There are a number of methods of marking routes. Care is needed to ensure consistency in the form of waymarking used along the routes. This is particularly relevant if posts are used, as their design
may need to relate visually to other artefacts such as information or interpretation signs. All methods must strike a balance between clear direction and avoidance of intrusion, especially in wilder or sensitive areas. All marking or symbols must be neatly made: for example, circles, ovals and squares with rounded corners relate easiest to natural forms.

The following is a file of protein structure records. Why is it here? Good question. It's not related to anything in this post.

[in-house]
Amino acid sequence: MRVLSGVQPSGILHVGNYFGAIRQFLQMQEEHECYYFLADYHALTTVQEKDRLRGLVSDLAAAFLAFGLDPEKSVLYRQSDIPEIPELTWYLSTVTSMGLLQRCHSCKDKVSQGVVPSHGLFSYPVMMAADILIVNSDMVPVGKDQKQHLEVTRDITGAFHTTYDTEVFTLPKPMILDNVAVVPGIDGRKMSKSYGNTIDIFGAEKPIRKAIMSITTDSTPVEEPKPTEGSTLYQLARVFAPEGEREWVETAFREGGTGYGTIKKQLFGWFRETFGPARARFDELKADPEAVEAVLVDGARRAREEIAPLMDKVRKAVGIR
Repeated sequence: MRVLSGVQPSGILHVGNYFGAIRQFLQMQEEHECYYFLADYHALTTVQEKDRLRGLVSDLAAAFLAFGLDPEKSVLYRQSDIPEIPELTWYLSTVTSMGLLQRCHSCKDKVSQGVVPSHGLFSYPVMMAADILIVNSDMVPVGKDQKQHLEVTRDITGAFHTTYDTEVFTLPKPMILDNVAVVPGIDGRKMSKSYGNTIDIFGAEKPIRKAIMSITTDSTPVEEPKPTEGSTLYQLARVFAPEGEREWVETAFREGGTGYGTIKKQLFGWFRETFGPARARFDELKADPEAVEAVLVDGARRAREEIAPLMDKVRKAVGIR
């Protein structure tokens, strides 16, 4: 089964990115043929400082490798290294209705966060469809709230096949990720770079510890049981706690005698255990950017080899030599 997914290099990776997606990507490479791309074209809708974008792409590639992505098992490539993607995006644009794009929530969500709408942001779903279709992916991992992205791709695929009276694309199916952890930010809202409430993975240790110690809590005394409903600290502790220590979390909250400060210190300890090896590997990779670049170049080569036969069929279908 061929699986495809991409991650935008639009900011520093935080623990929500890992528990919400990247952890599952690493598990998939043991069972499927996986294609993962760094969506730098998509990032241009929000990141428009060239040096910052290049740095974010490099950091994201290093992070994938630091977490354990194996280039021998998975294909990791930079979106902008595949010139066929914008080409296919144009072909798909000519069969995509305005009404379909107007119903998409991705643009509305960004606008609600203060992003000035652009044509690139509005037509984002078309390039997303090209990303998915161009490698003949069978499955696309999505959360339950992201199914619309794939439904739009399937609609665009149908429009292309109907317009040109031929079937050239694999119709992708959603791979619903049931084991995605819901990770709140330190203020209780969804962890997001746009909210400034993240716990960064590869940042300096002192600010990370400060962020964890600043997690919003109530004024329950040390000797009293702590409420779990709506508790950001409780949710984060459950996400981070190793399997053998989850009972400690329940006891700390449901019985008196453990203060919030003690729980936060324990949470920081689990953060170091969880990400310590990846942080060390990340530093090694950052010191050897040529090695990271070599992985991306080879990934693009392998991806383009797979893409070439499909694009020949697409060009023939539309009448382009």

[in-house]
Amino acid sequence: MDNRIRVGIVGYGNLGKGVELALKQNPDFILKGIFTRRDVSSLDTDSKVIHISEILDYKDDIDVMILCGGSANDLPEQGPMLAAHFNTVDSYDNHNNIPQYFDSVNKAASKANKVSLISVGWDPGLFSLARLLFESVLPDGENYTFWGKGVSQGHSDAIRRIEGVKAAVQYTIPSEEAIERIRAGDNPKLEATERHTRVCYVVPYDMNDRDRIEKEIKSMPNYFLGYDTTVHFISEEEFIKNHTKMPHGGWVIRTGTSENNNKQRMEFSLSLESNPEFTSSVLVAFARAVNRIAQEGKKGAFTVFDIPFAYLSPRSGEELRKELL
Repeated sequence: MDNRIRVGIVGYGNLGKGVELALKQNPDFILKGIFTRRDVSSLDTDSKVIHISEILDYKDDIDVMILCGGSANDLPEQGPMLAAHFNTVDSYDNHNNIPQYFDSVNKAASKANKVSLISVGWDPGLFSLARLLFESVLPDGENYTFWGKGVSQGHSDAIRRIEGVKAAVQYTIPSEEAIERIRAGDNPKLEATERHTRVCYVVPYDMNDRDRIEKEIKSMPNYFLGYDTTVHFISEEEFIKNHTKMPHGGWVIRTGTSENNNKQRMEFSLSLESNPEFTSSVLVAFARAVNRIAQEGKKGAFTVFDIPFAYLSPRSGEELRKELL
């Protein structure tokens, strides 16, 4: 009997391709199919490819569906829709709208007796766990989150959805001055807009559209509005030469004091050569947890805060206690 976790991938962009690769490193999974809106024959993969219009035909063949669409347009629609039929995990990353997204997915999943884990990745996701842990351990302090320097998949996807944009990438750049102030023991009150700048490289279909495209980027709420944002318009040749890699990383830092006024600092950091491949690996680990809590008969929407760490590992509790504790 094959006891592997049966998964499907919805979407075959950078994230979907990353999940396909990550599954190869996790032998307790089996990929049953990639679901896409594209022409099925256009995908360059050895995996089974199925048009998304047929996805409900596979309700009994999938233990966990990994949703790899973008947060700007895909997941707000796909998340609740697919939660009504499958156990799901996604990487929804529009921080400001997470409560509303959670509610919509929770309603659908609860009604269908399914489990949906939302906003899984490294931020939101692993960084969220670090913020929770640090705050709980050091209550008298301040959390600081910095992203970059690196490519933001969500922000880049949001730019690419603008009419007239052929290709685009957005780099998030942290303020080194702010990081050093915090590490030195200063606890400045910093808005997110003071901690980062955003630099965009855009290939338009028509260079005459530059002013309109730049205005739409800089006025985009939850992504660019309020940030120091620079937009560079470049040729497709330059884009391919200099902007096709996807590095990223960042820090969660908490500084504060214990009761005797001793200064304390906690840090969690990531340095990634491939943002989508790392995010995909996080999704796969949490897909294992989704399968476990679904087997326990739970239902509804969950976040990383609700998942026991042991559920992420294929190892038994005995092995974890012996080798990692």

In mountainous areas routes are frequently marked with paint. Bright colours such as red and yellow are often used. When the trail is indeterminate over rocks, the marks should be carefully positioned to catch the walker’s eye. In Austria, for example, red and white patches are painted, on which are written trail numbers. In this way the marks are all the same, and they are easily repainted once a year or so. At key points the marks might be supplemented by small
cairns that help walkers to locate the direction of the trail, although this practice is not advocated in Scotland.